U.S. Rep. Ed Whitfield (KY-01), and Rep. Steve Cohen (D-TN-09), today introduced H.R. 6388, the Horse Protection Act Amendments of 2012. The Amendment will make changes to the Horse Protection Act of 1970 to provide additional protection to prohibit the soring of horses, an abusive practice used by some horse trainers in the Tennessee Walking Horse industry.
"Far too often, those involved in showing the Tennessee Walking Horse have turned a blind eye to abusive trainers, or when they do take action, the penalties are so minor, it does nothing to prevent these barbaric acts," Whitfield said. "This amendment does not cost the federal government any additional money and is essential in helping to put an end to the practice of soring Tennessee Walking Horses by abusive trainers."
Rep. Cohen said, "In Tennessee, soring horses is illegal and unacceptable. Those responsible for abusing these horses should be punished severely and banned from the sport. How we treat animals is a direct reflection of our character, both as individuals and a nation. There is no ribbon, no prize nor championship worth the price of one's humanity."
The proposed amendment will accomplish three major goals. First, it eliminates self-policing by requiring the United States Department of Agriculture (USDA) to assign a licensed inspector if a Tennessee Walking Horse show management indicates its intent to hire one. The hiring of a licensed inspector is voluntary and not a mandate. The incentive for show management is to ensure an honest and fair show, and protect itself from liability if soring is found at the show by a USDA spot inspection. Second, it adds a prohibition on the use of action devices on the horse breeds that have been the victims of soring. Action devices, such as chains that rub up and down an already-sore leg, intensify the horse's pain when it moves, so that the horse quickly jolts up its leg. Lastly, the amendment increases the penalties on an individual caught soring a horse.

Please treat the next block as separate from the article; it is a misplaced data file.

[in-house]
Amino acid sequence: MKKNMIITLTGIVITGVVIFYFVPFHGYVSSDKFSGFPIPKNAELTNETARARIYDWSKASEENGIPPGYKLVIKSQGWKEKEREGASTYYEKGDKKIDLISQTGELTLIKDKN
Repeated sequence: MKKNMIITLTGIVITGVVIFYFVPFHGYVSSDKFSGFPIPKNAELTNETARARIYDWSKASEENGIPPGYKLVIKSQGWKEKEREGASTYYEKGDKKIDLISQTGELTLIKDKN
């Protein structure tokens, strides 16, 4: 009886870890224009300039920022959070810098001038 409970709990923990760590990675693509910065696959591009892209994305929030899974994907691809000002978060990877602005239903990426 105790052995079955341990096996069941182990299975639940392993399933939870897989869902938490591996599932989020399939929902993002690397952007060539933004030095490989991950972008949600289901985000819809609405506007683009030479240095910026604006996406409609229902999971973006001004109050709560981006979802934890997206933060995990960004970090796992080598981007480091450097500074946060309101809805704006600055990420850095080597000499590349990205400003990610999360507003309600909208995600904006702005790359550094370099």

Horses in the Tennessee Walking Industry are known for possessing a smooth, natural gait, but in order to be successful in competitions their natural gait is often artificially exaggerated to ensure an extreme, high-stepping gait.
Some horse exhibitors, owners, and trainers use abusive and inhumane training methods to produce the higher gait. The abusive practices are called "soring," which is accomplished by irritating or blistering a horse's forelegs through the application of caustic chemicals such as mustard oil, cutting the horse's hoof painfully short, or the use of mechanical devices to inflict pain, so that it hurts the horse to step down.
The USDA Office of Inspector General (OIG) conducted an audit of the Horse Protection Act Program, finding that trainers in the industry often go to great lengths to evade detection rather than comply with federal law and train horses using humane methods. The OIG made several recommendations, including stiffer penalties and abolishing the self-policing practices currently allowed under regulations, where the Horse Industry Organizations (HIOs) are able to assign their own inspectors to horse shows.